There is so much more to editing in terms of context that design has anything to do with. In some ways a newspaper and or magazine is a book that gets designed everyday and without the photo editor they would be a puzzle using pieces that don’t fit in the right place. I would apply my last comment to a book. But hey some people might disagree, and that’s cool too. I own some books by some of the greatest photographers that have too many or the wrong order of photos I could easily chop 10-20% of photos out of. Self-indulgence and publishing photos you can’t decide on only waters down the powerful images or weakens the narrative of the book.

Louie_Palu_A-Field-Guide-to-Asbestos_5_IGDS: Your documentary projects are intended to be published in a broad spectrum of publications, how does publishing a book fit into your overall project strategy? Do assignments, self or on behalf of your agency, initiate the investigative process and after a period of time, enough work is accumulated that might warrant consideration of unifying the narrative into a book?


LP: My first project Cage Call, took an insane 15-years to complete, I am never going through that again. Since then I usually take 3-5 years to complete a project, but lately I have essays that I have produced faster like in a week and several months. It all depends on the subject. It is also because I have become a better photographer and understood my own personal process and how I can make it happen my own way faster without compromising the work.

Sometimes I shoot an essay with no intention of making it a project and it remains just that, then sometimes I photograph the same thing over and over again and it just becomes a book. I have had a lot of ideas that never got past a roll of film or idea written on a page. I normally have 5 projects on the go at one time at various stages.



DS: What is the current trend in photojournalism with regard to avenues to publish investigative work? I frequently hear that traditional magazines appear to be withering away and the photojournalist opportunities are becoming scarcer. Does this then lead to more self-assignments on subjects that you have a growing concern about and that that need more attention? How do books fit into this strategy?

LP: I am not sure what trends are going on, but I am meeting all my goals and expectations creatively and lately there have been a few bonus surprises. I am making a living and having my work published, collected and exhibited in all the places I want and I am making a living. It’s very competitive out there and always has been; I like to compete and work hard. The revenue is still out there, it’s just the manner in which you get it that has changed.

Many people talk gloom and doom and how photography or photojournalism is over. However, I only focus on making things happen because that’s life, sink or swim. I don’t intend on doing anything else and no one is going to save me so it’s up to me to figure out ways of being an artist and journalist that might be unconventional. I am happy and that is my focus and I stay away from negativity and focus on creativity.


DS: Do you have advice for photojournalist thinking about creating a photobook?

LP: There can be this pressure to do things that meet what popular photographers are doing; don’t do that. Do what is “you” while still accepting challenges and wisdom from your mentors. If you don’t have a mentor find one. Find a good photo editor. These days there are many imposters and self proclaimed experts in the field of photography, don’t get sucked into trends or what competitions or awards are pointing to. Most people who win awards end up as one-hit wonders, play the long game and don’t rush.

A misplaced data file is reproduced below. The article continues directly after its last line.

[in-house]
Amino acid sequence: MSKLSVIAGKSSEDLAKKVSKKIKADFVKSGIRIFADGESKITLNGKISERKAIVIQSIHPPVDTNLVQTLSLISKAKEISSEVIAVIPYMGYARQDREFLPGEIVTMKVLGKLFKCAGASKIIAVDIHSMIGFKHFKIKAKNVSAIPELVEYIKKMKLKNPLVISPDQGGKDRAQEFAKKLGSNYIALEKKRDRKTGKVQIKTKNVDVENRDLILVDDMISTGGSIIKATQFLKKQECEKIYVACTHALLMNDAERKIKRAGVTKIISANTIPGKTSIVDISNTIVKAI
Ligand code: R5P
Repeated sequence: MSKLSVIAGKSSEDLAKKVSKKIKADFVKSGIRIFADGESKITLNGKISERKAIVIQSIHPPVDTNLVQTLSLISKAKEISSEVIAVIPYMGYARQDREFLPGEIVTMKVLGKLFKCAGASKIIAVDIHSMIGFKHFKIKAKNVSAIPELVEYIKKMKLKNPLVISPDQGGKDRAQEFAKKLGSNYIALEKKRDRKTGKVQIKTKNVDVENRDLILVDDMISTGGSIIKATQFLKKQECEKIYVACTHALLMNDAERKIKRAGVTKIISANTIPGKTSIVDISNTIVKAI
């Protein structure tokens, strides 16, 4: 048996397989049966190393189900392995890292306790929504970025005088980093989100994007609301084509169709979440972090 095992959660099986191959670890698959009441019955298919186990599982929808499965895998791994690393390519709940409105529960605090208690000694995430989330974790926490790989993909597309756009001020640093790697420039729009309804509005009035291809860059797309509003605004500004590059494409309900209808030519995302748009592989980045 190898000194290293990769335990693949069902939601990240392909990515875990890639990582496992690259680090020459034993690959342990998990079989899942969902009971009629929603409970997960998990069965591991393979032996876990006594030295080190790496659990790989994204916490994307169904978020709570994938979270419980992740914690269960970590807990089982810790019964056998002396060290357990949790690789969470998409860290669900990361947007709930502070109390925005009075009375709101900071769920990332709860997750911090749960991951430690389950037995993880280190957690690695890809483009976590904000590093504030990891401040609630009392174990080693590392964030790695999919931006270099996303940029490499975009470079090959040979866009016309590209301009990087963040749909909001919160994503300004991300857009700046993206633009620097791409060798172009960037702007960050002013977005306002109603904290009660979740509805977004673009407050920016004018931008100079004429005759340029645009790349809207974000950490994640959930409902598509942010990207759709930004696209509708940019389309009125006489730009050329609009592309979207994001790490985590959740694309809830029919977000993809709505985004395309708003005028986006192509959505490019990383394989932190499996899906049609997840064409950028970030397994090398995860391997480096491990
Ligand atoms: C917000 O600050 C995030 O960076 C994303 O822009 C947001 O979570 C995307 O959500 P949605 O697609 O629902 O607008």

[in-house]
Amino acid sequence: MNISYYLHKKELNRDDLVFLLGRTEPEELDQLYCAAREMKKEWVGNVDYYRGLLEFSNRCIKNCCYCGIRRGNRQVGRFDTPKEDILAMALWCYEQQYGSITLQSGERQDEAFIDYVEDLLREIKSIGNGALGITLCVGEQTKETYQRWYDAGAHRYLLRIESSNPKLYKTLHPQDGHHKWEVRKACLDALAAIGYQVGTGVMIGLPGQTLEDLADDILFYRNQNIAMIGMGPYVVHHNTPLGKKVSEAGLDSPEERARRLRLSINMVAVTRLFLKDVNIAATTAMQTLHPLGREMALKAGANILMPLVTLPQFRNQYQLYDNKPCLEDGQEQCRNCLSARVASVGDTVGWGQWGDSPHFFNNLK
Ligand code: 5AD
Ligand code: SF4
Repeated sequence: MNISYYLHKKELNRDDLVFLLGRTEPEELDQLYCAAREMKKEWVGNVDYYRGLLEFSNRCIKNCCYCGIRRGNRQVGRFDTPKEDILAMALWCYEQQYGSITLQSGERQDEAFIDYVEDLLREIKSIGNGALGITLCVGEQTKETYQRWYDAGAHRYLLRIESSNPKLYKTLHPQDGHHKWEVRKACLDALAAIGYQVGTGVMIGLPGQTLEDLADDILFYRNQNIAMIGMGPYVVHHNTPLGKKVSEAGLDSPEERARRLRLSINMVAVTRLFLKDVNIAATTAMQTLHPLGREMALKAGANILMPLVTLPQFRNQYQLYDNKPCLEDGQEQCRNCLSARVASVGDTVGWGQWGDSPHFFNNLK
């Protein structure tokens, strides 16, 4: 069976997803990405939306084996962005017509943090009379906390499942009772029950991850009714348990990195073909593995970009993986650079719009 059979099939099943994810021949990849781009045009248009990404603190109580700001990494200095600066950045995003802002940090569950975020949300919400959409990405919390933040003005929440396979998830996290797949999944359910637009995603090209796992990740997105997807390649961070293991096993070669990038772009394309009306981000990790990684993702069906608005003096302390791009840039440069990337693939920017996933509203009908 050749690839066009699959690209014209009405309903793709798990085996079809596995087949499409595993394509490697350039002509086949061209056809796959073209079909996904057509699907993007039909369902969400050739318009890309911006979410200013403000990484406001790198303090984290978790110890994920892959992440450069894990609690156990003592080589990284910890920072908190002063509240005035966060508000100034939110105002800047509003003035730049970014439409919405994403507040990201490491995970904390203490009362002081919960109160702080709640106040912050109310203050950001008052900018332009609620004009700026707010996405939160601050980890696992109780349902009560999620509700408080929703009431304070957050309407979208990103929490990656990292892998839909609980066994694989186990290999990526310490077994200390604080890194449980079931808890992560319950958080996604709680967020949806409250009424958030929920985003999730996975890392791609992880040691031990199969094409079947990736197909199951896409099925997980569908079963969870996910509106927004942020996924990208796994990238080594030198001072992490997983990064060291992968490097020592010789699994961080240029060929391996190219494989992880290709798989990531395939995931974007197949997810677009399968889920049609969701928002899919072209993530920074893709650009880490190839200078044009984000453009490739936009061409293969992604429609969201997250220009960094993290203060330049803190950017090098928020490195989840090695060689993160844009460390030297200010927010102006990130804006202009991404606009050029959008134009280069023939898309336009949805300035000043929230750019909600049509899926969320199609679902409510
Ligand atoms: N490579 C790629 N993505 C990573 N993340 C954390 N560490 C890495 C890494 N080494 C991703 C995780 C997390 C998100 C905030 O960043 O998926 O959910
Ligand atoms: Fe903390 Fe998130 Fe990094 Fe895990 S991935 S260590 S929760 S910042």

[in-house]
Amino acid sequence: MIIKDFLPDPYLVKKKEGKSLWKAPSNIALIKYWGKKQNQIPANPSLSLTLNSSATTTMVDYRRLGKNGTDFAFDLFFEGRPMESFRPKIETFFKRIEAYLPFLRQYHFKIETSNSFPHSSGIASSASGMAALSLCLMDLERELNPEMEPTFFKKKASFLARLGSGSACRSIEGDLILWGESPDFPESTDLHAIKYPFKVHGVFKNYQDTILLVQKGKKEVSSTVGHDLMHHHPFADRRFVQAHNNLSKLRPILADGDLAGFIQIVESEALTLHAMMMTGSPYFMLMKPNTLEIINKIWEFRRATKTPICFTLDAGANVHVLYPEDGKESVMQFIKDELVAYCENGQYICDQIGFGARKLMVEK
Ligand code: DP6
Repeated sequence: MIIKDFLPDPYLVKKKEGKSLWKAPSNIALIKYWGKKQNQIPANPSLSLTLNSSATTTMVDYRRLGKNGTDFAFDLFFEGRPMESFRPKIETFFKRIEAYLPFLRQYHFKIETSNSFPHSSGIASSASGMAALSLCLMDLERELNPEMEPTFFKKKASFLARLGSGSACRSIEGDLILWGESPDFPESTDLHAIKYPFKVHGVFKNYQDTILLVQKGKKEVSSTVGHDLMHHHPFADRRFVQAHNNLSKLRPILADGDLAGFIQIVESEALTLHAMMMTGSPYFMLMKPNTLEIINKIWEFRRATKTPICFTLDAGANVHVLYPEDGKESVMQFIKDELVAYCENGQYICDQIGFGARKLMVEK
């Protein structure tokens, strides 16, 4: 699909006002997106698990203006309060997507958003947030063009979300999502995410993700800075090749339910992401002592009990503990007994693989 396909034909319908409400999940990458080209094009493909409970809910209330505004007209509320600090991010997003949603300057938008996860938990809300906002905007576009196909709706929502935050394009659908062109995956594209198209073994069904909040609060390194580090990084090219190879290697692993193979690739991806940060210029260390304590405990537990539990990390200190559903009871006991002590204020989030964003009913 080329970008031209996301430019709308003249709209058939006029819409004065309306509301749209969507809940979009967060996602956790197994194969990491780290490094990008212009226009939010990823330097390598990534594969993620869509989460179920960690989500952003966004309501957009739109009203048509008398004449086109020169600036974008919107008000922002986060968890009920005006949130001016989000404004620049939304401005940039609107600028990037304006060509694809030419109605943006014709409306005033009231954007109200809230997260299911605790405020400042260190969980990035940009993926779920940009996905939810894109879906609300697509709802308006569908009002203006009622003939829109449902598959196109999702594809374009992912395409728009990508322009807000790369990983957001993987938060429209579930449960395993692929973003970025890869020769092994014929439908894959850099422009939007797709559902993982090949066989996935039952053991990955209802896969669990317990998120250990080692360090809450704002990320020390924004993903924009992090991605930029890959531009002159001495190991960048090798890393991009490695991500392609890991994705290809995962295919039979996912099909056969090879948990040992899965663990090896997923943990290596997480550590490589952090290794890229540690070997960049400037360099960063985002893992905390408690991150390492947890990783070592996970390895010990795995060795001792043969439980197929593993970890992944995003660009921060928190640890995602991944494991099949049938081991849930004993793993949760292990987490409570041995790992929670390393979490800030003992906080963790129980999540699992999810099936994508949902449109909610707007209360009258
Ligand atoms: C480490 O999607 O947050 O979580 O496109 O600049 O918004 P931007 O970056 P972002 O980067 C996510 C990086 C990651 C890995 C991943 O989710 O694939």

DS: What are some of your proudest achievements?

LP: Having enough accomplishments under my belt to show my parents that their sacrifices were worth something and that I learned from my mistakes, valued them and worked hard to see the wisdom they were imparting to me when I was younger.


DS: What is something unexpected that we don’t know about you?

LP:I have a scar on my cheek from a hockey stick going through my face, multiple broken noses and stitches on my face from playing hockey. I like fishing and was a DJ in an alternative music night club when I was in college.


DS: Any last thoughts as we close?

LP: Don’t be anyone else, be you. Work hard and it will pay off. Stay away from negative people.


DS: Louie, thank you sitting down with us and for this opportunity to discuss your interesting photography, work and how it intertwines with your photo book projects.

LP: Thanks, it’s always a pleasure.

(Afterword: Since completing this interview, it was a bit of a hoot to see Palu on television doing his photojournalistic magic (perhaps one of the few with an on-camera flash) photographing on the floor of the House of Representatives during the hearings that led to the impeachment the American president.)


Louie Palu Bio: Louie Palu has worked as a photojournalist and filmmaker for 28 years. His work has been published and exhibited internationally including in National Geographic, The New York Times, BBC, El Pais, La Republica, Munich International Documentary Film Festival, Visa pour l’Image and Museum of Fine Arts Boston. His work has been selected for the National Press Photographers Best of Photojournalism awards, Pictures of the Year International and National Magazine Awards multiple times. He is a 2016 Guggenheim Fellow and was awarded the 2019 Arnold Newman Prize. He is best known for work that explores social political issues such as human rights, conflict and poverty.




Instagram: @louiepalu

Facebook: @louiepalu

Twitter: @loupalu

Gallery Representation: Stephen Bugler Gallery

Editorial Representation: ZUMA Press

3 thoughts on “PhotoBook Journal interview – Louie Palu

Add yours

  1. Not only a great photographer, technically and visually, but a humanitarian with soul. His work is reminiscent of Gene Smith’s powerful photo essays mid 20th century. I want to know more about this photographer, and follow his photojournalism. He definitely has something to say, and he says it poetically.